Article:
A third set of problems, which I have called ‘practical’, but embraces far more that that word implies, comes from our so-called ‘Information Age’.  We are inundated with data.  We have information overload.  And it goes much further than being overwhelmed by quantity.

In his recent book entitled ‘The Fourth Revolution – How the Infosphere is reshaping human reality, Prof Luciano Floridi of Oxford University argues that this informational world is changing the way we think of ourselves, and our relationships to each other and to the world, so fundamentally that we are in the midst of a revolution as potentially significant as those associated with Copernicus, Darwin and Freud.  Our view of reality is being shaped by this ‘Fourth Revolution’ in a way which requires new concepts and analysis.


The final set of problems over the concept of truth I have labelled as poetic, partly out of homage to a Vice-Chancellor who knows quite a bit about poetry!

This points us in the direction of the limits of human language.  You can say in poetry things that cannot be expressed nearly so well in prose.  There is a memorial tablet, erected in 1851 to the poet, William Wordsworth, in St Oswald’s Church in Grasmere in the Lake District.  It say, in typical Victorian language . . .

‘To the memory of William Wordsworth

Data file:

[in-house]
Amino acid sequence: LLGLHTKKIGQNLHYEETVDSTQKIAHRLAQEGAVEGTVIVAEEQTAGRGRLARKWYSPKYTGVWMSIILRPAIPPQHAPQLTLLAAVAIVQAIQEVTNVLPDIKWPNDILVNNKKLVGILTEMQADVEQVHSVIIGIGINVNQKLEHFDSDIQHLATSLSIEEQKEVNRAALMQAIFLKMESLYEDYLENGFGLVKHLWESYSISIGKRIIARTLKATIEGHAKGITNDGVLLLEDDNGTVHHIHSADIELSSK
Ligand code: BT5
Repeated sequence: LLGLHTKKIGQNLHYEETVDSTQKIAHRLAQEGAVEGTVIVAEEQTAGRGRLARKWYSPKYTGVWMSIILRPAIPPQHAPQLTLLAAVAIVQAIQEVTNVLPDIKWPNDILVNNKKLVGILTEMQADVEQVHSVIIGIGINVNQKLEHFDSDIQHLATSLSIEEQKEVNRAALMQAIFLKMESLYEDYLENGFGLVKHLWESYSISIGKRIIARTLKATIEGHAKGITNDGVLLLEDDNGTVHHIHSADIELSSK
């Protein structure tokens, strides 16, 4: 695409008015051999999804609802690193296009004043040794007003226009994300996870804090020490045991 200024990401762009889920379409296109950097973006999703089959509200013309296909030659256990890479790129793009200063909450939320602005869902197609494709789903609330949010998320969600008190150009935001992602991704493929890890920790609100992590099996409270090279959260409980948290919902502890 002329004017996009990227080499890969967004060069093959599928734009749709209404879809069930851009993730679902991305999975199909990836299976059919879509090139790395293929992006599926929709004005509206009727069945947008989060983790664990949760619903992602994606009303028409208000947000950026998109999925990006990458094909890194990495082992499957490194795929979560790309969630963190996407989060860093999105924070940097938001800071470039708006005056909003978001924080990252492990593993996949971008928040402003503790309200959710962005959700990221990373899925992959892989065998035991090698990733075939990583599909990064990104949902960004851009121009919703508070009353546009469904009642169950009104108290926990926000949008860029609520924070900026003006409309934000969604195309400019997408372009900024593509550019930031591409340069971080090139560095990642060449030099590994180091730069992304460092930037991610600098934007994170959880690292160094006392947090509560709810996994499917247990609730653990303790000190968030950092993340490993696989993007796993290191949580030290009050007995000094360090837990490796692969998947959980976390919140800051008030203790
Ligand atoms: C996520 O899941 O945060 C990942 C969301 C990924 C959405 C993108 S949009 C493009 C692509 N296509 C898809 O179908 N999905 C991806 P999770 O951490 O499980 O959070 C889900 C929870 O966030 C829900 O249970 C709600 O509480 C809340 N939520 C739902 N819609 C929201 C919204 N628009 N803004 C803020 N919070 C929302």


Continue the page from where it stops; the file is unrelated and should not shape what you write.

A true philosopher and poet,
Who by the special gift and calling of Almighty God,
Whether he discoursed on Man or Nature,
Failed not to lift up the heart to holy things,
Tired not of maintaining the cause of the poor and simple;
And so, in perilous times, was raised up to be a chief minister,
not only of noblest poesy, but of high and sacred truth.’

The novelist, Iris Murdoch, said, ‘Art… is the telling of truth, and is the only available method for the telling of certain truths’. We may want to say that there are deep and profound matters in which great music and art and literature point us in the direction of a truth deeper than any human language.

So, in the face of all these well-known and obvious difficulties with the very idea of truth, it can be all too tempting to throw the towel in and go for another beer!  After all, the Renaissance humanist, Erasmus wrote in his book, ‘In Praise of Folly’ that, ‘Truth belongs to wine and children’.  So, if you want to know the true meaning of life either have a few drinks, or ask a group of 5-year olds!

Why truth matters – three key examples

However, I do not think we can let ourselves off so lightly!

  • St Augustine of Hippo described humanity as, ‘the community of truth’.